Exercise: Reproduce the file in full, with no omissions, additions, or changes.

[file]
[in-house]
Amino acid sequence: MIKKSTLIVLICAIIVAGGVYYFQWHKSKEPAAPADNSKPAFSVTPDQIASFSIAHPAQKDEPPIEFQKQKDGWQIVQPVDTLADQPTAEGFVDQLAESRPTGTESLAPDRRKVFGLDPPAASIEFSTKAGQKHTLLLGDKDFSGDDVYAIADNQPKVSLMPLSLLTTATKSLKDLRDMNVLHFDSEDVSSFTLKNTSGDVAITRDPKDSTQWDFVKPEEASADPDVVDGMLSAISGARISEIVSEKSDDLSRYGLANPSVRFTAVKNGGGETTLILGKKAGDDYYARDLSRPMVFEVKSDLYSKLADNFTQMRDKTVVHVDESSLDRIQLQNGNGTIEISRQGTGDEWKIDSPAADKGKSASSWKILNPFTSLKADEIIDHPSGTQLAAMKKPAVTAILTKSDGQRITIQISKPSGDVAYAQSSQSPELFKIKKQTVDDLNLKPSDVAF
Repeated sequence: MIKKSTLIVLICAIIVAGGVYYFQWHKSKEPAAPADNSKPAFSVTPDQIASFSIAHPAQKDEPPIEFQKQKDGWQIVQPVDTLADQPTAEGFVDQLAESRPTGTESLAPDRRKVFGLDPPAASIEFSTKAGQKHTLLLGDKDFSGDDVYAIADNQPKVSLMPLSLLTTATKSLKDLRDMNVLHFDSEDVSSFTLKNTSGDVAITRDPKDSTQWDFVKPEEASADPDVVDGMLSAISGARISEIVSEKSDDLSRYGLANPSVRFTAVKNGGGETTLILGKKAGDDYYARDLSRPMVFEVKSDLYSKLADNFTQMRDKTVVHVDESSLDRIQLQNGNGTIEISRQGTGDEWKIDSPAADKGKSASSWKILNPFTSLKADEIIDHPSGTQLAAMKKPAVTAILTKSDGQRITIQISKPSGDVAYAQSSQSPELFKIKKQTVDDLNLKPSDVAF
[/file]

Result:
[in-house]
Amino acid sequence: MIKKSTLIVLICAIIVAGGVYYFQWHKSKEPAAPADNSKPAFSVTPDQIASFSIAHPAQKDEPPIEFQKQKDGWQIVQPVDTLADQPTAEGFVDQLAESRPTGTESLAPDRRKVFGLDPPAASIEFSTKAGQKHTLLLGDKDFSGDDVYAIADNQPKVSLMPLSLLTTATKSLKDLRDMNVLHFDSEDVSSFTLKNTSGDVAITRDPKDSTQWDFVKPEEASADPDVVDGMLSAISGARISEIVSEKSDDLSRYGLANPSVRFTAVKNGGGETTLILGKKAGDDYYARDLSRPMVFEVKSDLYSKLADNFTQMRDKTVVHVDESSLDRIQLQNGNGTIEISRQGTGDEWKIDSPAADKGKSASSWKILNPFTSLKADEIIDHPSGTQLAAMKKPAVTAILTKSDGQRITIQISKPSGDVAYAQSSQSPELFKIKKQTVDDLNLKPSDVAF
Repeated sequence: MIKKSTLIVLICAIIVAGGVYYFQWHKSKEPAAPADNSKPAFSVTPDQIASFSIAHPAQKDEPPIEFQKQKDGWQIVQPVDTLADQPTAEGFVDQLAESRPTGTESLAPDRRKVFGLDPPAASIEFSTKAGQKHTLLLGDKDFSGDDVYAIADNQPKVSLMPLSLLTTATKSLKDLRDMNVLHFDSEDVSSFTLKNTSGDVAITRDPKDSTQWDFVKPEEASADPDVVDGMLSAISGARISEIVSEKSDDLSRYGLANPSVRFTAVKNGGGETTLILGKKAGDDYYARDLSRPMVFEVKSDLYSKLADNFTQMRDKTVVHVDESSLDRIQLQNGNGTIEISRQGTGDEWKIDSPAADKGKSASSWKILNPFTSLKADEIIDHPSGTQLAAMKKPAVTAILTKSDGQRITIQISKPSGDVAYAQSSQSPELFKIKKQTVDDLNLKPSDVAF